Greg Reidy’s nomadic path to UnitedHealthcare’s C-suite started in sales. That journey also taught him plenty of lessons along the way.
UnitedHealthcare Florida CEO Greg Reidy’s career path is rare among executives.
He started with the company nearly a quarter of a century ago — in sales, not management — and never left despite being shuffled around the country as United continued to expand its membership base.
Now 46, Reidy finds himself leading the company’s commercial business in Florida, which serves more than 1 million employers and individuals. He came to United’s Tampa headquarters about a year ago, after being CEO of the company’s Arkansas and Tennessee territory, based in Nashville, for seven years. He’s also been part of United’s New England leadership team.
Reidy recently spoke with the Business Observer about leadership and other topics, in his career and health care. Edited excerpts:
“We have to have the confidence to be wrong, because that allows you to advance.” — Greg Reidy, CEO of UnitedHealthcare Florida.
What sets UnitedHealthcare apart from its competition? Our culture is unique, and our people are incredible in terms of the passion that they bring each and every day, to support people and help them live healthier lives. I think the diversity of our company is great, in terms of all the different things that we do in the health care landscape. And that allows employees to look around and say, ‘I want to try that or I want to develop myself and get into a different part of our business.’ So that mobility to contribute in different ways in the company is just outstanding.
What are your challenges in the Florida market?
If you think about the health care landscape today, there is this move toward consumerism. But we’ve been very successful selling to employers who pick plans for their employee base. What we’re trying to do is take all the things that we think we do really well, for each of our members that we’re privileged to serve, and bring those consumer tools to them so they can get a complex system more effectively. I think we’re getting better at it, but we keep trying things. We spend billions of dollars every year to develop new applications for our members. If it works we can scale it across the country and if it doesn’t work we move on to the next thing and do better.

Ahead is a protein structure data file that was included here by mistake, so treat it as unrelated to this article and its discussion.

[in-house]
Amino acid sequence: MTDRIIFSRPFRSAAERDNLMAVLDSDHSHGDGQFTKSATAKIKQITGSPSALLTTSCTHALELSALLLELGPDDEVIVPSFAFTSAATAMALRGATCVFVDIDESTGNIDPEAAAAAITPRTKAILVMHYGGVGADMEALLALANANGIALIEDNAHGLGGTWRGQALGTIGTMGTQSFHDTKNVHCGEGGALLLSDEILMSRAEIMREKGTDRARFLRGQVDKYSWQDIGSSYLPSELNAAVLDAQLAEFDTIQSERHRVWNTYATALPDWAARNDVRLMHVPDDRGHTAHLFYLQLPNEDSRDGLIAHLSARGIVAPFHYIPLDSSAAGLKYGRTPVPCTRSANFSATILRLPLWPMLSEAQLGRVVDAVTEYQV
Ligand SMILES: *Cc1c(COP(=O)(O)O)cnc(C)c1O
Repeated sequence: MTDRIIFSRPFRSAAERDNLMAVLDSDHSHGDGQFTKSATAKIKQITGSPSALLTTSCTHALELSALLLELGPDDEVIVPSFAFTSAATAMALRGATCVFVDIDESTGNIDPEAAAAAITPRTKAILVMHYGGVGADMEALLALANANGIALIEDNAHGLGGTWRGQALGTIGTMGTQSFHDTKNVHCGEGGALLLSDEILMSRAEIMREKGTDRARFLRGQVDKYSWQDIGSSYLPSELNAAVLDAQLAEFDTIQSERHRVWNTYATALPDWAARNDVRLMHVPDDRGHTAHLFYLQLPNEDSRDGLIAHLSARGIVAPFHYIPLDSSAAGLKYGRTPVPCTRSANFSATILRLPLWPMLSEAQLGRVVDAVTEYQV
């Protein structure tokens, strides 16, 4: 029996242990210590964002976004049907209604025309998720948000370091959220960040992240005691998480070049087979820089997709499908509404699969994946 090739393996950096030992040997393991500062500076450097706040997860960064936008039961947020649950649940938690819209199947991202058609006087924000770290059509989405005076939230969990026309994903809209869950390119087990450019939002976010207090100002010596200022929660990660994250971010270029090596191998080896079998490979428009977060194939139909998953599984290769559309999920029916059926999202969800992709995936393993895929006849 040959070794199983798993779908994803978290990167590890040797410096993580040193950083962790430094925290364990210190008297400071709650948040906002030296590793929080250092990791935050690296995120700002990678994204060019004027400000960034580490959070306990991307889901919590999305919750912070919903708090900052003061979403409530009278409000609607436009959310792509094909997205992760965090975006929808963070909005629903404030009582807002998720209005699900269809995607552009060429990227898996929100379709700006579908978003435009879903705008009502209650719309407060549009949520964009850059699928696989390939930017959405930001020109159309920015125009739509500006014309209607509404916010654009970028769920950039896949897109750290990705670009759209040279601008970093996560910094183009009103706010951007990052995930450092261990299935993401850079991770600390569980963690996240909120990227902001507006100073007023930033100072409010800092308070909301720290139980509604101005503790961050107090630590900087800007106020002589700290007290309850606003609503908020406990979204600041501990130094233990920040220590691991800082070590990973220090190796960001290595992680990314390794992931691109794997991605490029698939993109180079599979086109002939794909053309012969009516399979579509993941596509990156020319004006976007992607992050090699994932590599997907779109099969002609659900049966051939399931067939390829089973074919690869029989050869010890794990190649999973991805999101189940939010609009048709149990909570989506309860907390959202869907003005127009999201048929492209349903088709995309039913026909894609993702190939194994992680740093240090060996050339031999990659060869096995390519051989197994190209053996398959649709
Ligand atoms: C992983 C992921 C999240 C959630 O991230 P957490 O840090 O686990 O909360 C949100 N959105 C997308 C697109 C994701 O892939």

So you’re comfortable taking risks?
As a business leader, I have to be a role model for our employees, too. Otherwise we don’t advance our position in the marketplace. One of the things we talk about on our leadership team is that we have to have the confidence to be wrong, because that allows you to advance.
How would you describe your leadership style and how it has developed?
Having started as a sales rep, I probably underestimated the skills of leaders I worked for because I was focused on selling. I think my style is supportive. The goal, and I say this and people laugh at me, is to make yourself less important over time. Because you’re investing in people, you’re helping them get where they want to go. You’re contributing to the company through different people, in different ways. You having to be involved every step of the way, in a way that makes you less relevant. Over the past decade or so, that style has served me pretty well.
What is something you do every day that contributes to your effectiveness?
[Reidy pulls out a thick, heavy binder full of lists.] A: So here are my lists. Each and every day, you have to make a decision: ‘Am I going to work on 100 things or am I going to do three things really darn well, and advance our business to try to do things in better ways?’ And what I try to do is orient our business around where the noise is, or where the opportunity is.
I think about blue chips and white chips. Blue chips are the things that we need to focus on each and every day. And white chips are sort of the ‘nice to haves.’ I try to force myself to think in time continuums about what will change our business in the future as opposed to right now. That typically allows the blue chips to bubble up to the top.